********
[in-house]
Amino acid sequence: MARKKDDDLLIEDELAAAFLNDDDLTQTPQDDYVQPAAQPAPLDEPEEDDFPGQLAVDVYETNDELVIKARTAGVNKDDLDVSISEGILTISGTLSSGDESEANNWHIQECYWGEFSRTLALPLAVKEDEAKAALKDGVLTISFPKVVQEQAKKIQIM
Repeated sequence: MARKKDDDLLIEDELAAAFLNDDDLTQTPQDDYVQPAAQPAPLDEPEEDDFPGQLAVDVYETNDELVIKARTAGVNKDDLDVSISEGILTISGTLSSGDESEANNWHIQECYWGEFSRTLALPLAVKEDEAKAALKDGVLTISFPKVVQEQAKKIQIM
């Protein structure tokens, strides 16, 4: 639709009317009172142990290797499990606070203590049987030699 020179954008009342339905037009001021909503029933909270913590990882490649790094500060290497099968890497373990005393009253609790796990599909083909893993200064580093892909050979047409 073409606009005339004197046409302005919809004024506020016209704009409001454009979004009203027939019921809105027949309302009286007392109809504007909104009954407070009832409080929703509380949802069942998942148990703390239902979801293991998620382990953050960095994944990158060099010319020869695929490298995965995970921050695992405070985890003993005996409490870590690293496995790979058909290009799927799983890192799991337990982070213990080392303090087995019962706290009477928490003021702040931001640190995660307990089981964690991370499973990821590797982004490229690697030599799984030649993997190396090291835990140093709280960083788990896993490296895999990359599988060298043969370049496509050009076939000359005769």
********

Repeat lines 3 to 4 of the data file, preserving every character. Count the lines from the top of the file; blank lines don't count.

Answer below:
Repeated sequence: MARKKDDDLLIEDELAAAFLNDDDLTQTPQDDYVQPAAQPAPLDEPEEDDFPGQLAVDVYETNDELVIKARTAGVNKDDLDVSISEGILTISGTLSSGDESEANNWHIQECYWGEFSRTLALPLAVKEDEAKAALKDGVLTISFPKVVQEQAKKIQIM
């Protein structure tokens, strides 16, 4: 639709009317009172142990290797499990606070203590049987030699 020179954008009342339905037009001021909503029933909270913590990882490649790094500060290497099968890497373990005393009253609790796990599909083909893993200064580093892909050979047409 073409606009005339004197046409302005919809004024506020016209704009409001454009979004009203027939019921809105027949309302009286007392109809504007909104009954407070009832409080929703509380949802069942998942148990703390239902979801293991998620382990953050960095994944990158060099010319020869695929490298995965995970921050695992405070985890003993005996409490870590690293496995790979058909290009799927799983890192799991337990982070213990080392303090087995019962706290009477928490003021702040931001640190995660307990089981964690991370499973990821590797982004490229690697030599799984030649993997190396090291835990140093709280960083788990896993490296895999990359599988060298043969370049496509050009076939000359005769």